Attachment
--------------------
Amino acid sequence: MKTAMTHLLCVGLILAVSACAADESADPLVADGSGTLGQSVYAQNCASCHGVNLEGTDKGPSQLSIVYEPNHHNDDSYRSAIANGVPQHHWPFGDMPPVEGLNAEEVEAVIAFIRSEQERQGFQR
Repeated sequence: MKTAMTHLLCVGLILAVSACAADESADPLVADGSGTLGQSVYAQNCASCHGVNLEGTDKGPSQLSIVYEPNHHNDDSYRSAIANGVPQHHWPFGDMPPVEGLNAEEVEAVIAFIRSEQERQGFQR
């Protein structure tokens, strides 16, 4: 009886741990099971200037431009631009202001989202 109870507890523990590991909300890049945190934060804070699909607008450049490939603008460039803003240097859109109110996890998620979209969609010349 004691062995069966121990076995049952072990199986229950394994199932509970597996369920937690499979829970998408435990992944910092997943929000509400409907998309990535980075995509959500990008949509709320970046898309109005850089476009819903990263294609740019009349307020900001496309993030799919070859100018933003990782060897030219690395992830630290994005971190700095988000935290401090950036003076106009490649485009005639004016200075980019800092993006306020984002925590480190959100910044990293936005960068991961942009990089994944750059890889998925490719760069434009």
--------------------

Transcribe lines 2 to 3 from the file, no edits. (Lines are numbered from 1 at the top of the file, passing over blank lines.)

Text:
Repeated sequence: MKTAMTHLLCVGLILAVSACAADESADPLVADGSGTLGQSVYAQNCASCHGVNLEGTDKGPSQLSIVYEPNHHNDDSYRSAIANGVPQHHWPFGDMPPVEGLNAEEVEAVIAFIRSEQERQGFQR
């Protein structure tokens, strides 16, 4: 009886741990099971200037431009631009202001989202 109870507890523990590991909300890049945190934060804070699909607008450049490939603008460039803003240097859109109110996890998620979209969609010349 004691062995069966121990076995049952072990199986229950394994199932509970597996369920937690499979829970998408435990992944910092997943929000509400409907998309990535980075995509959500990008949509709320970046898309109005850089476009819903990263294609740019009349307020900001496309993030799919070859100018933003990782060897030219690395992830630290994005971190700095988000935290401090950036003076106009490649485009005639004016200075980019800092993006306020984002925590480190959100910044990293936005960068991961942009990089994944750059890889998925490719760069434009």